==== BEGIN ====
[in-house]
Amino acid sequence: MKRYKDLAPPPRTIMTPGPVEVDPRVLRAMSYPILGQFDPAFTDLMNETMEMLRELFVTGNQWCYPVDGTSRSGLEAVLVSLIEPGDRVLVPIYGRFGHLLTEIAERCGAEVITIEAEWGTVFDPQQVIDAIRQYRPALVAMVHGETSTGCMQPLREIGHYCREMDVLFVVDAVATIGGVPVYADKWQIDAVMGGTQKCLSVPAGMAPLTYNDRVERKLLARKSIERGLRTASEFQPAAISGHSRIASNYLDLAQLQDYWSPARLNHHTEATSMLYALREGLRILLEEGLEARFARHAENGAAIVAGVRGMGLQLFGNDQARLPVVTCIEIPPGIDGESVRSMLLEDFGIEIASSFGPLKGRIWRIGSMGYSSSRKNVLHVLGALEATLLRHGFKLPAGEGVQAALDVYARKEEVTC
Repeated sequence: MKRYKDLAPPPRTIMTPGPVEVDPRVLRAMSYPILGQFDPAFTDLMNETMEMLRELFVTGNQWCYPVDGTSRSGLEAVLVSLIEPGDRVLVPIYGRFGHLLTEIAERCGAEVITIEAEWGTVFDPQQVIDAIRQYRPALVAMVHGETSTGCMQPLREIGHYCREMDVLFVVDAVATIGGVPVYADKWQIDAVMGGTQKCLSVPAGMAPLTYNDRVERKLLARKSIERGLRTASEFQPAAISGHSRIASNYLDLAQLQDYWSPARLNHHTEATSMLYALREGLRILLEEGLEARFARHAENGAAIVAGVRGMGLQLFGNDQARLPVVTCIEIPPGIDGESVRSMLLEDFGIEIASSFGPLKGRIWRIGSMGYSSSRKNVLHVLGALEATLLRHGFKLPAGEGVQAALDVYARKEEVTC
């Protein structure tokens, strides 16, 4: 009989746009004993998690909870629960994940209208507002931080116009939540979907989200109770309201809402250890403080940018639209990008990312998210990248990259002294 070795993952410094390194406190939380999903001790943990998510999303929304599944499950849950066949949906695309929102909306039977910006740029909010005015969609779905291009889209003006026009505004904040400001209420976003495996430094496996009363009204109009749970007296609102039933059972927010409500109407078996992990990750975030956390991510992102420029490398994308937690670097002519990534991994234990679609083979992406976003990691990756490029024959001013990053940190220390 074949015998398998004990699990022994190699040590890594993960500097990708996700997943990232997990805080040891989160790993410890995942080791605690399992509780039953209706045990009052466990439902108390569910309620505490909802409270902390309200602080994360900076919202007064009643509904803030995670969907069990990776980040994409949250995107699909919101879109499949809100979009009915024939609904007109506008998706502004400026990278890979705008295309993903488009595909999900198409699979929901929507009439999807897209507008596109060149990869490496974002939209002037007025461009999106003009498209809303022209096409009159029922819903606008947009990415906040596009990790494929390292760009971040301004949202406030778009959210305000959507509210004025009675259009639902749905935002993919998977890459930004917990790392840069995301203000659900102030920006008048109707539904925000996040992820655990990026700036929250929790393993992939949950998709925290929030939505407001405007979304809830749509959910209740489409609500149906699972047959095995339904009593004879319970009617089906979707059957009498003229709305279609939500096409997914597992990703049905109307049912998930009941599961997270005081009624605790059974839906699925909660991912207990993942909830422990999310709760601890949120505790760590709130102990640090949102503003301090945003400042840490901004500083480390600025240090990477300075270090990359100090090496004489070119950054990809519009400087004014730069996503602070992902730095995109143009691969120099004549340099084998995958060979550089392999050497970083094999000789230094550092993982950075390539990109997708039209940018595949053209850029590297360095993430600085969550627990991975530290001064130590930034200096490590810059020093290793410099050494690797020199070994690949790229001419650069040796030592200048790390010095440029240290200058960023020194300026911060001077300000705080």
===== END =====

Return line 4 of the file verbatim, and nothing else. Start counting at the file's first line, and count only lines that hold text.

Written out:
């Protein structure tokens, strides 16, 4: 009989746009004993998690909870629960994940209208507002931080116009939540979907989200109770309201809402250890403080940018639209990008990312998210990248990259002294 070795993952410094390194406190939380999903001790943990998510999303929304599944499950849950066949949906695309929102909306039977910006740029909010005015969609779905291009889209003006026009505004904040400001209420976003495996430094496996009363009204109009749970007296609102039933059972927010409500109407078996992990990750975030956390991510992102420029490398994308937690670097002519990534991994234990679609083979992406976003990691990756490029024959001013990053940190220390 074949015998398998004990699990022994190699040590890594993960500097990708996700997943990232997990805080040891989160790993410890995942080791605690399992509780039953209706045990009052466990439902108390569910309620505490909802409270902390309200602080994360900076919202007064009643509904803030995670969907069990990776980040994409949250995107699909919101879109499949809100979009009915024939609904007109506008998706502004400026990278890979705008295309993903488009595909999900198409699979929901929507009439999807897209507008596109060149990869490496974002939209002037007025461009999106003009498209809303022209096409009159029922819903606008947009990415906040596009990790494929390292760009971040301004949202406030778009959210305000959507509210004025009675259009639902749905935002993919998977890459930004917990790392840069995301203000659900102030920006008048109707539904925000996040992820655990990026700036929250929790393993992939949950998709925290929030939505407001405007979304809830749509959910209740489409609500149906699972047959095995339904009593004879319970009617089906979707059957009498003229709305279609939500096409997914597992990703049905109307049912998930009941599961997270005081009624605790059974839906699925909660991912207990993942909830422990999310709760601890949120505790760590709130102990640090949102503003301090945003400042840490901004500083480390600025240090990477300075270090990359100090090496004489070119950054990809519009400087004014730069996503602070992902730095995109143009691969120099004549340099084998995958060979550089392999050497970083094999000789230094550092993982950075390539990109997708039209940018595949053209850029590297360095993430600085969550627990991975530290001064130590930034200096490590810059020093290793410099050494690797020199070994690949790229001419650069040796030592200048790390010095440029240290200058960023020194300026911060001077300000705080």